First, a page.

In general, I refer to the American Board missions and stations by the names used at the time, while I modernize the spelling of place names. Occasionally, this may cause some confusion, as, for example, with the Madura Mission in Madurai, India, or the Aintab Station in Gaziantep, Turkey. I made a few exceptions to the general rule. I refer to the Ahmadnagar Mission, though that is not how it was generally spelled, because the A. B. C. F. M. was not consistent in the way they did spell it. I also use Constantinople and Smyrna for Istanbul and Izmir, respectively, because the older names convey a distinct identity for those cities in the mid—nineteenth century.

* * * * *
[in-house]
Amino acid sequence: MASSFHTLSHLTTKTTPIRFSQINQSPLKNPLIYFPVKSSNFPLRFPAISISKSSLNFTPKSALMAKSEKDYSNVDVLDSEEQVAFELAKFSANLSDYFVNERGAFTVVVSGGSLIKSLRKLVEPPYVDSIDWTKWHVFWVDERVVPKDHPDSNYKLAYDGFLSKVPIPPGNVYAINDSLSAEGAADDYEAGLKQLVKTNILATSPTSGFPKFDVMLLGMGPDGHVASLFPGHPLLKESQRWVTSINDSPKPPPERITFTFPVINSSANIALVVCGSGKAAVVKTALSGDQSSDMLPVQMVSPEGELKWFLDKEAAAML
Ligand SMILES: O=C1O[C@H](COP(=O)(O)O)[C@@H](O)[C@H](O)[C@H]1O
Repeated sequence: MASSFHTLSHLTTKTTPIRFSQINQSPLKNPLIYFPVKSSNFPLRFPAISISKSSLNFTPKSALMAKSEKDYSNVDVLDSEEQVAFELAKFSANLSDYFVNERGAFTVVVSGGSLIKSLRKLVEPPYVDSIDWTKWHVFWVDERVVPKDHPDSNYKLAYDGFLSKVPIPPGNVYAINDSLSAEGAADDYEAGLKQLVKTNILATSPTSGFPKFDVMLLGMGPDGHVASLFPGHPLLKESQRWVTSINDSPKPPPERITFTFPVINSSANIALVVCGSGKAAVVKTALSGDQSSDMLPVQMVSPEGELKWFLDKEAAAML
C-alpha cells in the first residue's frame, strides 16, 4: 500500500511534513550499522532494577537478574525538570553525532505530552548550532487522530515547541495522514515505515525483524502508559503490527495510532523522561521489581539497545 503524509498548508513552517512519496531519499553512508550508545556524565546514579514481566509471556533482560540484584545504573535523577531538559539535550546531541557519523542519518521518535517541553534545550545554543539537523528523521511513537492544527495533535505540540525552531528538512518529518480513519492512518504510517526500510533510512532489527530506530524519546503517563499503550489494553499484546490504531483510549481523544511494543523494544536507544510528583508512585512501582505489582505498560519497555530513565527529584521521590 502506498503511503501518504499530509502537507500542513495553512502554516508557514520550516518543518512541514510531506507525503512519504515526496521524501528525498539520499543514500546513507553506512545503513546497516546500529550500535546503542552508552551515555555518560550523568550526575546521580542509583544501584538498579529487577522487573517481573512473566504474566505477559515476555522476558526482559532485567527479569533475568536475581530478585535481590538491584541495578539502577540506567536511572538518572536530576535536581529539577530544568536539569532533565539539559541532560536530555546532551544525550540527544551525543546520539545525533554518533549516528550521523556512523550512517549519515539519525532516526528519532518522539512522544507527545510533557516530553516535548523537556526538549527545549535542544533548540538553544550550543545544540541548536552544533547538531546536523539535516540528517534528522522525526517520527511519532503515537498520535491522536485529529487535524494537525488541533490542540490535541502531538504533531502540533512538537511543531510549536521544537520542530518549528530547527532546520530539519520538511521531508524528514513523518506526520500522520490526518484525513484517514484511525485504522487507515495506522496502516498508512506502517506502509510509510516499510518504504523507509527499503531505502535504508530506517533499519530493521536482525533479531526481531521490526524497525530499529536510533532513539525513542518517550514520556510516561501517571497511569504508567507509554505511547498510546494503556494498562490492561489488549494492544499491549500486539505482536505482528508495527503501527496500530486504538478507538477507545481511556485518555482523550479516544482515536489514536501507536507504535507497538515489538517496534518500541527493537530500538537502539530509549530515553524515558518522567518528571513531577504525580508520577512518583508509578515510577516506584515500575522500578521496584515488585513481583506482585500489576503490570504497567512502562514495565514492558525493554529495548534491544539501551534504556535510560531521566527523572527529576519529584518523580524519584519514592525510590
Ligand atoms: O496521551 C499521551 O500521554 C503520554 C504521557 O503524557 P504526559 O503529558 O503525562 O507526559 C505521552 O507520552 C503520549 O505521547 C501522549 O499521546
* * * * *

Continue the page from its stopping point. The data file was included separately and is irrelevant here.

Missionaries commonly referred to non-Christians as “heathens. ” I did not feel that I could dispense with the word entirely without losing some sense of the missionaries' worldview, but I consistently put it in quotation marks to make it clear that I do not subscribe to the demeaning connotations of the term. I treat the words civilization and civilizing in the same way to avoid giving the impression that I regard American society as superior to other nations. I have not felt the same scruples about the use of the word native, though some might find it demeaning as well. To them, I can only offer my assurances that such was never my intent or inference.
I began work on the history of Protestant foreign missions as a graduate student in the Program in American Culture at the University of Michigan. I